‘Roughing It’ and the Western roots of the American voice

Or, why it wasn't Bret Harte who ended up being taught to every English student in the country

‘Roughing It’ and the Western roots of the American voice

The Mississippi River steamer Nebraska arrived in St. Louis late in the evening on May 21, 1861, delivering 25-year-old Sam Clemens into a city riven by the onset of the Civil War. The Nebraska, which had left New Orleans a week earlier, had been among the last civilian vessels allowed north through the Union blockade at Memphis, and now Clemens, who had once thought he’d found a lifelong vocation as a steamboat pilot, had a series of pivotal decisions to make — starting with which side to take in the conflict over slavery that was rapidly engulfing the country. Like the state in which he was born, Clemens’ loyalties were muddled; for a few weeks in June, he joined some friends from his hometown in a ragtag secessionist militia, but soon deserted. In July, when his brother Orion, a loyal Lincoln Republican who’d nabbed a minor sinecure as secretary to the governor of the Nevada Territory, offered him a chance to escape to the West, Clemens leapt at it.

None of this history appears in Roughing It, the Western travelogue that Clemens, who by then had adopted the pen name Mark Twain, published a decade later. In nearly 600 pages chronicling the years 1861 to 1867, the Civil War is alluded to only once or twice in passing. If anyone ever needed proof of the 19th-century frontier’s function as America’s safety valve, letting tensions between North and South dissipate westward, here was the West serving as a place where one of its most celebrated artists — destined to play a leading literary role in its moral reckoning with the horrors of slavery — could hide out and pretend that the singular event of both his lifetime and the country’s history simply didn’t exist.

The thing I’m most excited to do with this newsletter is explore overlooked stories and underrepresented voices in the literature of the West. But as a Missouri kid come west, writing a newsletter whose title is half-inspired by the last line of The Adventures of Huckleberry Finn, it was never going to be long before I used it as an excuse to read Roughing It for the first time.

When I did, I was immediately struck, like I am every time I go back to Mark Twain, by the familiarity of the prose — its sense of continuity with just about every other piece of American writing published in the last 150 years or so. Reading Hawthorne or Melville from just a decade or two prior can feel archaeological, an act of dusting off faded vocabularies and cobwebbed syntaxes to try to get a glimpse at the past; the same can be said for many of Clemens’ contemporaries, even some of those he’s most closely associated with, who gave into the gravitational pull of the Boston Brahmins and their stiff, continental conservatism. But Roughing It, like much of Twain’s other work, reads like something that could have been published in an American magazine at any point in the last century and a half. Clemens left behind the constraints of Eastern formality and in the wilds of the West found a voice — arch, conversational, documentary, self-aware — that’s echoed through American literature ever since. Mark Twain, the not-quite-alter-ego that Clemens invented in the Nevada Territory in 1863, didn’t leave behind the Wild West’s most vivid portrait of a desert mountainside or its most visceral account of a barroom shootout, but it’s that voice, more than anything else, that makes Roughing It feel more alive than perhaps any other text that survives from the period. Mark Twain: pretty good writer.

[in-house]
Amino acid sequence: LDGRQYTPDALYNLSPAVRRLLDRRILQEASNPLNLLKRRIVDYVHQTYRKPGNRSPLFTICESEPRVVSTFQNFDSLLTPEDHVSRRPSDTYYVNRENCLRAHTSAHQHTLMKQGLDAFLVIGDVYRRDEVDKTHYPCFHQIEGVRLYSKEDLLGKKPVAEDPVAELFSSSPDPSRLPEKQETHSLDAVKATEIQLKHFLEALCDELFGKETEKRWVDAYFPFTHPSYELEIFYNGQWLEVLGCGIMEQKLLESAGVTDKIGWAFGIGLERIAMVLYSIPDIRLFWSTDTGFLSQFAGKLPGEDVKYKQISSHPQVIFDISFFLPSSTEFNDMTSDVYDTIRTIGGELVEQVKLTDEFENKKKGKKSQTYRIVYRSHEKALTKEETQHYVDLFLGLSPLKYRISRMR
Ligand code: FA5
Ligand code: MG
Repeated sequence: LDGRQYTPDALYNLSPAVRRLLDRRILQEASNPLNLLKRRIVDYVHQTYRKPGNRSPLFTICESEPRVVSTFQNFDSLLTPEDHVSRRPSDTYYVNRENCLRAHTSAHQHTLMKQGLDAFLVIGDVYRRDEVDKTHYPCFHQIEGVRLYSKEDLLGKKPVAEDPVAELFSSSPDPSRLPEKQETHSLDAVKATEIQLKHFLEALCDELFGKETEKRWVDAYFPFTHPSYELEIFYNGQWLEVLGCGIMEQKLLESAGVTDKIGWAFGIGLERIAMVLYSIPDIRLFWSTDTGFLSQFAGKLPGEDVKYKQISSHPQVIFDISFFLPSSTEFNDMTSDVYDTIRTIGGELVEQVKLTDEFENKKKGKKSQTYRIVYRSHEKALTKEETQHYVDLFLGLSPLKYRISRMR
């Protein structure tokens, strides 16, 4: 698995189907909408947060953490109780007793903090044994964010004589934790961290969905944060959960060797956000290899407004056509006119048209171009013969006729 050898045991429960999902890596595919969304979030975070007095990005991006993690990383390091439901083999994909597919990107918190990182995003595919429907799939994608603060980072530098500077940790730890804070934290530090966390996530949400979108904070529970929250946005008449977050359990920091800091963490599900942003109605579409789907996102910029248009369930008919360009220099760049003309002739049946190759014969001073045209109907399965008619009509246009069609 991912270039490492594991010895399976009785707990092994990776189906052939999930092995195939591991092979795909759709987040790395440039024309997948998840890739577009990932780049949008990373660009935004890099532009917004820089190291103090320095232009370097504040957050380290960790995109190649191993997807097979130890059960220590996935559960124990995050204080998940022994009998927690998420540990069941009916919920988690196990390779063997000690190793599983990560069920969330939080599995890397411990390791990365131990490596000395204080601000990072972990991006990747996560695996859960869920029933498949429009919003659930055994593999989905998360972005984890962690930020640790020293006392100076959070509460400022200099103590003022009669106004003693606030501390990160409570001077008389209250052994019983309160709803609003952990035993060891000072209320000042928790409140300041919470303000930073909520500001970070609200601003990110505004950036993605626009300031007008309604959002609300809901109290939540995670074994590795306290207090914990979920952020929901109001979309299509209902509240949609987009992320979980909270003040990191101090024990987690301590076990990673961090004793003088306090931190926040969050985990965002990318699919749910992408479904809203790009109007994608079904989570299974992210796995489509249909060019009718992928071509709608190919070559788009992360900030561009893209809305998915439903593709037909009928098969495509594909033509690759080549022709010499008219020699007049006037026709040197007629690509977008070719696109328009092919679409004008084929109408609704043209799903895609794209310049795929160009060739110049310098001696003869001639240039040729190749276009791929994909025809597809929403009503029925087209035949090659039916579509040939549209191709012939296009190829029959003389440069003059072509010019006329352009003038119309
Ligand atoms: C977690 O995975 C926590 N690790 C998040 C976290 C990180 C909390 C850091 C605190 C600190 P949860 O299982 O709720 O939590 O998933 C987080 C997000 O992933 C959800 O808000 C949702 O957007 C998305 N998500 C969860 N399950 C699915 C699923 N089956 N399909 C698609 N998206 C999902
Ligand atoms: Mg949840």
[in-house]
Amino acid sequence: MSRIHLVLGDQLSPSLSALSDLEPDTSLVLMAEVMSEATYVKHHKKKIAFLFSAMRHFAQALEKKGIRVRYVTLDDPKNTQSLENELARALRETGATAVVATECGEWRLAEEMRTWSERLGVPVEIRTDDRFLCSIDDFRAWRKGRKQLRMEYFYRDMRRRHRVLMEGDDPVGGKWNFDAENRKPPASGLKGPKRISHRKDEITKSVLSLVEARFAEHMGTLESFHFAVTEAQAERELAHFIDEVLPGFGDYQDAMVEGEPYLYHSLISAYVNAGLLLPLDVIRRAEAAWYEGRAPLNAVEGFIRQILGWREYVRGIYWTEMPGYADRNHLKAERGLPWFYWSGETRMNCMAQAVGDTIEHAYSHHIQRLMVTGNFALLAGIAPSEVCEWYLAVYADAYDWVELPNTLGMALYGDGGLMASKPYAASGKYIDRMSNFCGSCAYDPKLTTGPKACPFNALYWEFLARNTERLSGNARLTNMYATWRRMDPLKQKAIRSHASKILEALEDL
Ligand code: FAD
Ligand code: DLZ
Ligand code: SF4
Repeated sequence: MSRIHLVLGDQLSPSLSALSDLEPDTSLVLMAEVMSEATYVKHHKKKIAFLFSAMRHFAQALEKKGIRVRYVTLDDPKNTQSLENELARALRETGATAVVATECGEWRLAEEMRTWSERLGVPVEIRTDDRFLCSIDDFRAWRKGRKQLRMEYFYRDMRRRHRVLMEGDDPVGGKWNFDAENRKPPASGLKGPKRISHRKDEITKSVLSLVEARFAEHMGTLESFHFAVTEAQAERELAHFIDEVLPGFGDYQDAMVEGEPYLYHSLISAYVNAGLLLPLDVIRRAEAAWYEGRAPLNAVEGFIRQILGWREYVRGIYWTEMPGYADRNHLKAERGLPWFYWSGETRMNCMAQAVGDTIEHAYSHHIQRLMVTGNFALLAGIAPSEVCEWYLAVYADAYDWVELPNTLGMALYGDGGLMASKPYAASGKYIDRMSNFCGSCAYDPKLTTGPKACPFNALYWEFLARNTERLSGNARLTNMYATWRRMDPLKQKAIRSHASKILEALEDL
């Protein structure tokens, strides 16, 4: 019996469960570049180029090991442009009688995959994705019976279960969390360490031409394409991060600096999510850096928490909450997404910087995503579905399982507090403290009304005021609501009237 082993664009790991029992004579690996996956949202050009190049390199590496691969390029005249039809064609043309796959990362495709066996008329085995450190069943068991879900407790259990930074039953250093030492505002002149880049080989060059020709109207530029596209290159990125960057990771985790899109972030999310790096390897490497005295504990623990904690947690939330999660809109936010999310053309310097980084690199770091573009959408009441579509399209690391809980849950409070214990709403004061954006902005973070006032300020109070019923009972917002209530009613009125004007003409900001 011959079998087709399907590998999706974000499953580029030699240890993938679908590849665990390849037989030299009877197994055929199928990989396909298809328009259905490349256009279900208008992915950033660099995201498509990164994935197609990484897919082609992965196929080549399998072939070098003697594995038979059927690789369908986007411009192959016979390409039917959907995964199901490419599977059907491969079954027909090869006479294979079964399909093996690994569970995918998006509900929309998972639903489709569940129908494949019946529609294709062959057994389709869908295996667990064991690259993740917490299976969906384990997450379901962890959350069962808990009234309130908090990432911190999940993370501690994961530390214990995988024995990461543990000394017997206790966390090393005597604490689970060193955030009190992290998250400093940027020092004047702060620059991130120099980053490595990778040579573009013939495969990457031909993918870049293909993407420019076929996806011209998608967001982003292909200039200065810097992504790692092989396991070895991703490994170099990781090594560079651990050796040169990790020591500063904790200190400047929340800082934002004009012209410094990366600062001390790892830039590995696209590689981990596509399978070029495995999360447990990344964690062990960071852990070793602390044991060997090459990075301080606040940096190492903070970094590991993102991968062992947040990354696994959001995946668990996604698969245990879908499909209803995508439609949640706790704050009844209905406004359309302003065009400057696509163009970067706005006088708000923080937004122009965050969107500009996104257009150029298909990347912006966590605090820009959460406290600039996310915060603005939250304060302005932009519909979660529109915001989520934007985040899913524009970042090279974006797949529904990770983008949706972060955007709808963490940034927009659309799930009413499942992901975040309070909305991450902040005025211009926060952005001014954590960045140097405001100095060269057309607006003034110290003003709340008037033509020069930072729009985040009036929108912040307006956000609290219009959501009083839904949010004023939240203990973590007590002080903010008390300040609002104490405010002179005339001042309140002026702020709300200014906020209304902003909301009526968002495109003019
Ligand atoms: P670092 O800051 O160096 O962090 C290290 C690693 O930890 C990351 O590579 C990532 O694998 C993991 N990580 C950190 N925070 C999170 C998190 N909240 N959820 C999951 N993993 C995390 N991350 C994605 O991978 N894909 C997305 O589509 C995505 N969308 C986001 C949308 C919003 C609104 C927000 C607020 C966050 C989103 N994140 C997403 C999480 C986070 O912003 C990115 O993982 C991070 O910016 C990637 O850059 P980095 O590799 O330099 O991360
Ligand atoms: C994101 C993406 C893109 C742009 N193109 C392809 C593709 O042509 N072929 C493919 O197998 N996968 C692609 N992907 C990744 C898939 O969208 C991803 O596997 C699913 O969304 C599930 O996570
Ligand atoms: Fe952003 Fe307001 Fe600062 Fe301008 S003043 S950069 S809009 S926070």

As a boy, Clemens had been among the first American schoolchildren to learn English from the McGuffey’s Readers, an unorthodox series of textbooks authored by an itinerant Ohio grammar-school teacher and first published in 1836. For the emerging American middle class, the Readers replaced the New England Primer and other colonial-era tomes that relied on rote memorization and harsh, Puritan didacticism, instead offering young learners a more immersive approach that blended vocabulary and grammar lessons with passages from the Bible, Shakespeare, poetry and popular fiction. Hawked by traveling salesmen to families and teachers across the rapidly populating American countryside, the Readers would go on to sell an estimated 120 million copies and produce, writes Twain biographer Ron Powers, “the first mass-educated and mass-literate generation in the modern world.”

Of course, Mark Twain did much more than just passively slip mid-stream into a new, more voluminous current of American language; he did more than anyone else to chart a path towards, as Powers puts it, “purging American literary English of its heavy Victorian ornamentation.” In a memorable bit of stranger-than-fiction metaphor recounted in Roughing It’s opening chapters, Clemens and his brother made their stagecoach trip across the plains weighed down by ten pounds of U.S. federal statutes and an unabridged dictionary in their luggage. “Every time we avalanched from one end of the stage to the other,” Twain writes, “the Unabridged Dictionary would come too; and every time it came it damaged somebody.” Though Roughing It was only Twain’s second published full-length manuscript, it shows him already having come into his own as his country’s foremost folk linguist, a self-taught literary critic with a masterful ear for the peculiarities of American speech. Twain’s travelogue is as much of a guide to the geography and wildlife of the West as it is a primer for “the vigorous new vernacular of the occidental plains and mountains”; he writes of a traveler who “rained the nine parts of speech [in] a desolating deluge of trivial gossip,” and of a drunk who spoke by “every now and then tugging out a ragged word by the roots that had more hiccups than syllables in it.”